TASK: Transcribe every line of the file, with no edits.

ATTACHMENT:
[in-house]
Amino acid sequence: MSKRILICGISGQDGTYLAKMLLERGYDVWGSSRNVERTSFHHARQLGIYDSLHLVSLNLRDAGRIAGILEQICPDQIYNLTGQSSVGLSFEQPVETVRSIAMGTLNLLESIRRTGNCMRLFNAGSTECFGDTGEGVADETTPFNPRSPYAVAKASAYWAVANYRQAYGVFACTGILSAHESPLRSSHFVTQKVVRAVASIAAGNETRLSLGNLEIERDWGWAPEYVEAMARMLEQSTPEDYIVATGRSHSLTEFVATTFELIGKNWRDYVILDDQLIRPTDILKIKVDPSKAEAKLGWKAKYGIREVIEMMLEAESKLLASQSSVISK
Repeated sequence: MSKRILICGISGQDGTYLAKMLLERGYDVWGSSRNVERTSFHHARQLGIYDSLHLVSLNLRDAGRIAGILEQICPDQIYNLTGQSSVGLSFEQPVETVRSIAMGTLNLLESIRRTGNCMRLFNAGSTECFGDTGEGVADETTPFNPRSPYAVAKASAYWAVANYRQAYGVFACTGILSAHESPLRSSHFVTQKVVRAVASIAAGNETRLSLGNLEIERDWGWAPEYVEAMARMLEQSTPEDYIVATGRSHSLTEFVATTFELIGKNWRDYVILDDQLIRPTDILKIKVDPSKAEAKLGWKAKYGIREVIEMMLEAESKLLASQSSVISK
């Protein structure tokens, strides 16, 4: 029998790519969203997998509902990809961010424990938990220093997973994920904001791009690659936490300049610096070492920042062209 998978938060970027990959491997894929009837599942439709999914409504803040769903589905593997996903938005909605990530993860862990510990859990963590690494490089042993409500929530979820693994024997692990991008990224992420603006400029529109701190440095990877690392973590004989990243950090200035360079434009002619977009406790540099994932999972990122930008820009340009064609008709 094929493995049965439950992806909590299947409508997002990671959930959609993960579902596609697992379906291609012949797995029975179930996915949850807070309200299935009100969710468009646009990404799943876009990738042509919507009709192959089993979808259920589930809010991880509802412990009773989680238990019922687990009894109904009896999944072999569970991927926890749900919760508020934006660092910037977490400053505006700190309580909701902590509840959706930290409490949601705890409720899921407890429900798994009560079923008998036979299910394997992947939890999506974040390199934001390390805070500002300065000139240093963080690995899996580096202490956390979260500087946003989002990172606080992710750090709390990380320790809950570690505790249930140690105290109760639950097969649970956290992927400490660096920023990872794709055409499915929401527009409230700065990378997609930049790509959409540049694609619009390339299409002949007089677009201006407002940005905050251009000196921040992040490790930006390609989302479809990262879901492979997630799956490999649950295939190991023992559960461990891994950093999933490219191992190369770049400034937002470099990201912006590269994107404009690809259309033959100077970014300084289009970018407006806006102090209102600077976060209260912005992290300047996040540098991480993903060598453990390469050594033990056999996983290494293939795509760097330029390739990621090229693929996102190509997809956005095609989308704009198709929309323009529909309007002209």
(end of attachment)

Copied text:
[in-house]
Amino acid sequence: MSKRILICGISGQDGTYLAKMLLERGYDVWGSSRNVERTSFHHARQLGIYDSLHLVSLNLRDAGRIAGILEQICPDQIYNLTGQSSVGLSFEQPVETVRSIAMGTLNLLESIRRTGNCMRLFNAGSTECFGDTGEGVADETTPFNPRSPYAVAKASAYWAVANYRQAYGVFACTGILSAHESPLRSSHFVTQKVVRAVASIAAGNETRLSLGNLEIERDWGWAPEYVEAMARMLEQSTPEDYIVATGRSHSLTEFVATTFELIGKNWRDYVILDDQLIRPTDILKIKVDPSKAEAKLGWKAKYGIREVIEMMLEAESKLLASQSSVISK
Repeated sequence: MSKRILICGISGQDGTYLAKMLLERGYDVWGSSRNVERTSFHHARQLGIYDSLHLVSLNLRDAGRIAGILEQICPDQIYNLTGQSSVGLSFEQPVETVRSIAMGTLNLLESIRRTGNCMRLFNAGSTECFGDTGEGVADETTPFNPRSPYAVAKASAYWAVANYRQAYGVFACTGILSAHESPLRSSHFVTQKVVRAVASIAAGNETRLSLGNLEIERDWGWAPEYVEAMARMLEQSTPEDYIVATGRSHSLTEFVATTFELIGKNWRDYVILDDQLIRPTDILKIKVDPSKAEAKLGWKAKYGIREVIEMMLEAESKLLASQSSVISK
């Protein structure tokens, strides 16, 4: 029998790519969203997998509902990809961010424990938990220093997973994920904001791009690659936490300049610096070492920042062209 998978938060970027990959491997894929009837599942439709999914409504803040769903589905593997996903938005909605990530993860862990510990859990963590690494490089042993409500929530979820693994024997692990991008990224992420603006400029529109701190440095990877690392973590004989990243950090200035360079434009002619977009406790540099994932999972990122930008820009340009064609008709 094929493995049965439950992806909590299947409508997002990671959930959609993960579902596609697992379906291609012949797995029975179930996915949850807070309200299935009100969710468009646009990404799943876009990738042509919507009709192959089993979808259920589930809010991880509802412990009773989680238990019922687990009894109904009896999944072999569970991927926890749900919760508020934006660092910037977490400053505006700190309580909701902590509840959706930290409490949601705890409720899921407890429900798994009560079923008998036979299910394997992947939890999506974040390199934001390390805070500002300065000139240093963080690995899996580096202490956390979260500087946003989002990172606080992710750090709390990380320790809950570690505790249930140690105290109760639950097969649970956290992927400490660096920023990872794709055409499915929401527009409230700065990378997609930049790509959409540049694609619009390339299409002949007089677009201006407002940005905050251009000196921040992040490790930006390609989302479809990262879901492979997630799956490999649950295939190991023992559960461990891994950093999933490219191992190369770049400034937002470099990201912006590269994107404009690809259309033959100077970014300084289009970018407006806006102090209102600077976060209260912005992290300047996040540098991480993903060598453990390469050594033990056999996983290494293939795509760097330029390739990621090229693929996102190509997809956005095609989308704009198709929309323009529909309007002209």